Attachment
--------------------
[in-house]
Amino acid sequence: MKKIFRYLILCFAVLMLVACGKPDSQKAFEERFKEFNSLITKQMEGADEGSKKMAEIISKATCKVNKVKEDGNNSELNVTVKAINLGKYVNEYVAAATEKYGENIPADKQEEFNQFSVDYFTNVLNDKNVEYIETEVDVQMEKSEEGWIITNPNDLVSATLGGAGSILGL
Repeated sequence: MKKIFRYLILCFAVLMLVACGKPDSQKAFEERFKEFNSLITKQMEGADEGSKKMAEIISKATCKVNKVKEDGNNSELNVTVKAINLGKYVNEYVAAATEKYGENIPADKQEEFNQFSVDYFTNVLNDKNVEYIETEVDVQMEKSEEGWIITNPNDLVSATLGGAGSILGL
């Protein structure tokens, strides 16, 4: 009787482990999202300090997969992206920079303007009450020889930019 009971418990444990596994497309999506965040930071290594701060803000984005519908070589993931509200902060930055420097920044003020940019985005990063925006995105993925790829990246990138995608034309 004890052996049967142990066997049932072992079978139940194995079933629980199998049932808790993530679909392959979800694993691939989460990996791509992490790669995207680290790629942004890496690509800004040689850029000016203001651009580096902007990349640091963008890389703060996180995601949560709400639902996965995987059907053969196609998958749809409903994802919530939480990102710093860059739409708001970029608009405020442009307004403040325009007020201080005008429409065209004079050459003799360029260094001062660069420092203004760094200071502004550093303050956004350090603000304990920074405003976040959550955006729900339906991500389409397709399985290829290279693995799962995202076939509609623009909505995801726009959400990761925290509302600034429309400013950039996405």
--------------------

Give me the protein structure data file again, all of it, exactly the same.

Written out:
[in-house]
Amino acid sequence: MKKIFRYLILCFAVLMLVACGKPDSQKAFEERFKEFNSLITKQMEGADEGSKKMAEIISKATCKVNKVKEDGNNSELNVTVKAINLGKYVNEYVAAATEKYGENIPADKQEEFNQFSVDYFTNVLNDKNVEYIETEVDVQMEKSEEGWIITNPNDLVSATLGGAGSILGL
Repeated sequence: MKKIFRYLILCFAVLMLVACGKPDSQKAFEERFKEFNSLITKQMEGADEGSKKMAEIISKATCKVNKVKEDGNNSELNVTVKAINLGKYVNEYVAAATEKYGENIPADKQEEFNQFSVDYFTNVLNDKNVEYIETEVDVQMEKSEEGWIITNPNDLVSATLGGAGSILGL
């Protein structure tokens, strides 16, 4: 009787482990999202300090997969992206920079303007009450020889930019 009971418990444990596994497309999506965040930071290594701060803000984005519908070589993931509200902060930055420097920044003020940019985005990063925006995105993925790829990246990138995608034309 004890052996049967142990066997049932072992079978139940194995079933629980199998049932808790993530679909392959979800694993691939989460990996791509992490790669995207680290790629942004890496690509800004040689850029000016203001651009580096902007990349640091963008890389703060996180995601949560709400639902996965995987059907053969196609998958749809409903994802919530939480990102710093860059739409708001970029608009405020442009307004403040325009007020201080005008429409065209004079050459003799360029260094001062660069420092203004760094200071502004550093303050956004350090603000304990920074405003976040959550955006729900339906991500389409397709399985290829290279693995799962995202076939509609623009909505995801726009959400990761925290509302600034429309400013950039996405």